PNA-LNA mediated LAMP
Itogana et al designed a Peptide Nucleic Acid–Locked Nucleic Acid (PNA-LNA) mediated LAMP method for detecting a KRAS mutation 43. In the PNA-LNA mediated LAMP method, a specific clamping PNA probe for the wild type nucleotide and extra LNA primers corresponding to the mutant type nucleotide were planned for the looped area corresponding to the main products of LAMP. The LAMP reactions were carried out under isothermal conditions at temperature of 65°C using a strand-displacement DNA polymerase. In the method, the FIP and B3 primers anneal and extend on the target DNA and the freshly prepared DNA chains are moved through extending F3 and B3, respectively. In the wild type samples, the PNA probe generates moved products with stem loop structures that prevent the annealing and extending the LNA primer. In the case of mutation of the objective gene, the PNA cannot form a clamp with the displaced DNA because of a single-base mismatch; as a result, the LNA primer attaches and anneals to the objective area and subsequently continues extending (Figure 2). The amplified product real-time PCR equipment was detected by agarose gel electrophoresis with the naked eye. A direct sequencing test and PNA-clamping PCR were compared with the PNA-LNA mediated LAMP technique in terms of the Limit of Detection (LOD) of the KRAS point mutation. Detection of mutant alleles could be reproducibly performed with a mutant-to-wild type ratio of 30% with direct sequencing and a ratio of 1% with PNA-clamping PCR, while the detection of mutant alleles could be performed over 50 min in specimens diluted to a mutant-to-wild type ratio of 0.1% using the LAMP method. Cao et al developed PNA-LNA clamping LAMP for the quick identification of CALR type 1 (CALR-1) and type 2 (CALR-2) mutations in Philadelphia chromosome-negative MPN subjects 44.
Invasive reaction combined with oligonucleotide probe-modified gold nanoparticles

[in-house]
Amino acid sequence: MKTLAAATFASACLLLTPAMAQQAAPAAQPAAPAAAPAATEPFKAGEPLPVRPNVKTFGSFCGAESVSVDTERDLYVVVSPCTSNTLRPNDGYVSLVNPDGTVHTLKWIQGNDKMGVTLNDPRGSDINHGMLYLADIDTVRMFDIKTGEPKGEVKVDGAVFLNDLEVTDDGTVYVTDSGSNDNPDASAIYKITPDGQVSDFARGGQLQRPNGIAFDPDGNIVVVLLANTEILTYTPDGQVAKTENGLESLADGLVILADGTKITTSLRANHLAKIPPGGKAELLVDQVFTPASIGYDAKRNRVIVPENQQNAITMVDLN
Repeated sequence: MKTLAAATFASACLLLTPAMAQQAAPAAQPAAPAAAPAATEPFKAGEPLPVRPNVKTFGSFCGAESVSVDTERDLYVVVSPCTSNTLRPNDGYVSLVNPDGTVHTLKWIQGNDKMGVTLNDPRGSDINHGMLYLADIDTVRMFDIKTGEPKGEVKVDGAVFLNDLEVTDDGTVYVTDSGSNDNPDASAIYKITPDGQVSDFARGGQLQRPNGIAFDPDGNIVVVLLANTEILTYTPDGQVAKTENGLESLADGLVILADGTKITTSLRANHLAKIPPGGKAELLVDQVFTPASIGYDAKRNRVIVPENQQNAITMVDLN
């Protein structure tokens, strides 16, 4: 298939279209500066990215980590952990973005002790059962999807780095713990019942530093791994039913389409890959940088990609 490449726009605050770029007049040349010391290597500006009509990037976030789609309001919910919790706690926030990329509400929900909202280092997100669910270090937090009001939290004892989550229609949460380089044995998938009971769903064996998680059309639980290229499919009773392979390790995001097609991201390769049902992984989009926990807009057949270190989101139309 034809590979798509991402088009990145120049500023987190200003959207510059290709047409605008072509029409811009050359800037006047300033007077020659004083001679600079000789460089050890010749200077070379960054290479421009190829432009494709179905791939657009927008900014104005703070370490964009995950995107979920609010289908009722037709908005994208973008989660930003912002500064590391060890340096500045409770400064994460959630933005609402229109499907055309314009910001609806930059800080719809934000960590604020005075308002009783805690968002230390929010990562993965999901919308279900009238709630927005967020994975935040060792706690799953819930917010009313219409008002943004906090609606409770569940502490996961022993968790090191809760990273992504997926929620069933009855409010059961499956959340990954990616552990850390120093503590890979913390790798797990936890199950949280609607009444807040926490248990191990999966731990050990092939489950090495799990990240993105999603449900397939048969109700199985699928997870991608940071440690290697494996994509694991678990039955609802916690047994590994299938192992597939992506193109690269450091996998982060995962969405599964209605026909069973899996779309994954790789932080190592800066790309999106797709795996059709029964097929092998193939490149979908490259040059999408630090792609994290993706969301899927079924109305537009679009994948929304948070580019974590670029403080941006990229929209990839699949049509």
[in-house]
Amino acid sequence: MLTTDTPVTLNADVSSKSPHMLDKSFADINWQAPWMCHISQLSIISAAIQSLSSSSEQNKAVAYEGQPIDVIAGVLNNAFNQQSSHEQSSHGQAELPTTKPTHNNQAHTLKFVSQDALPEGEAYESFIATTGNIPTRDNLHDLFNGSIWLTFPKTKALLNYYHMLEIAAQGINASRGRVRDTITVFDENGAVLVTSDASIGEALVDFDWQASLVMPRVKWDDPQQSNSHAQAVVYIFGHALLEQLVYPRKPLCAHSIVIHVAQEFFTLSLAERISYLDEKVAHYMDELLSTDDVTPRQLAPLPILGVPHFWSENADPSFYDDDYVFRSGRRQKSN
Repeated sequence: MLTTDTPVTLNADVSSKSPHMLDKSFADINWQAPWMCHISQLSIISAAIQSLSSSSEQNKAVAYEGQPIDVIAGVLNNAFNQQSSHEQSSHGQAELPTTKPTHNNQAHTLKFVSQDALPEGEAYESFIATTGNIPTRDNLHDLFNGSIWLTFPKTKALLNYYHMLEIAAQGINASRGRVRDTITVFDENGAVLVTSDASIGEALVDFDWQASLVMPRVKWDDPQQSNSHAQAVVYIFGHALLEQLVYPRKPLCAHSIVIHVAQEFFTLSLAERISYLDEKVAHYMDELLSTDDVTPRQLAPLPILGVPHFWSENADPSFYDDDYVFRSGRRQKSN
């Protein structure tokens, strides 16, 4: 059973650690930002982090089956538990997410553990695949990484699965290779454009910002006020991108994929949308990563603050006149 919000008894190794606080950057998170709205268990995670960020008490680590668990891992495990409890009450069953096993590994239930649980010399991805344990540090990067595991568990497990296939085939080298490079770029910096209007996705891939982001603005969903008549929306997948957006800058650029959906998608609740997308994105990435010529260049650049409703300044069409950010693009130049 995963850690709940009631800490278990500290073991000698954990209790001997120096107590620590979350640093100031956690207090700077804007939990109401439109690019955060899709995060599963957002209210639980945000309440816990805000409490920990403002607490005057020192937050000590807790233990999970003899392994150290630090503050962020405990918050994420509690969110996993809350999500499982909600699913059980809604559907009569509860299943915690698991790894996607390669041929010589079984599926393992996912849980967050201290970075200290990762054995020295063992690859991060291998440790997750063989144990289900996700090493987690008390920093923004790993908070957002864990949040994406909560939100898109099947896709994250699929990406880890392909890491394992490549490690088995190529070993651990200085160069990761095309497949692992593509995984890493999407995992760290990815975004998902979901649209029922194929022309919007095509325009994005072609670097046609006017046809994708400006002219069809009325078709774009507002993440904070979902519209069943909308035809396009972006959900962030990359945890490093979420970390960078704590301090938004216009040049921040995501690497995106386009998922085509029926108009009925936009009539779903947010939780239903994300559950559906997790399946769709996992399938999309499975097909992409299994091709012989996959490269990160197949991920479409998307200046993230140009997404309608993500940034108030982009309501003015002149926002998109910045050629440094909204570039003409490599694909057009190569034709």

Lu et al introduced a new technique derived from the LAMP method for SNP detection 45. The introduced method had a complicated structure. First, multiple fragments comprising the relevant SNPs were amplified using a set of three pairs of specific primers. Then the targeted base in the amplicon was recognized using two allele specific probes including an Upstream Probe (UP) and a Downstream Probe (DP). It should be mentioned that there were two designs of DP probes, one for a normal allele and the other for a mutated allele. Next, a subsequent invasive reaction using Afu Flap Endonuclease (FEN) was performed. In the presence of the target allele, the DP allele forms an overlapping structure that is identified and cleaved by FEN; the FEN cleaves the 5' end of the DP probe. A hairpin should also be designed to capture the cleaved DP probes; the hairpin itself is cleaved by FEN in the presence of the cleaved DP probes. A pair of ends of the hairpin probe is designed for capturing gold nanoparticles (AuNPs) coated probes. Because of different sequences of these two ends, two types of AuNPs coated in two different probes should be applied. If the hairpin probe is not cleaved, the AuNPs on the probes captured by the hairpin probes cause the aggregation of AuNPs, which forms a precipitate in the test tubes. When the hairpin is cleaved because of the presence of the target sequence, the free AuNPs cause the solution to turn red (Figure 3). The researchers used naked-eye detection to identify the SNPs in the isothermal condition. Due to the sensitivity of the allele-specific probe to detect one base difference, they argued that the mLAMP method can be used to produce amplicon mixes for several SNP detections.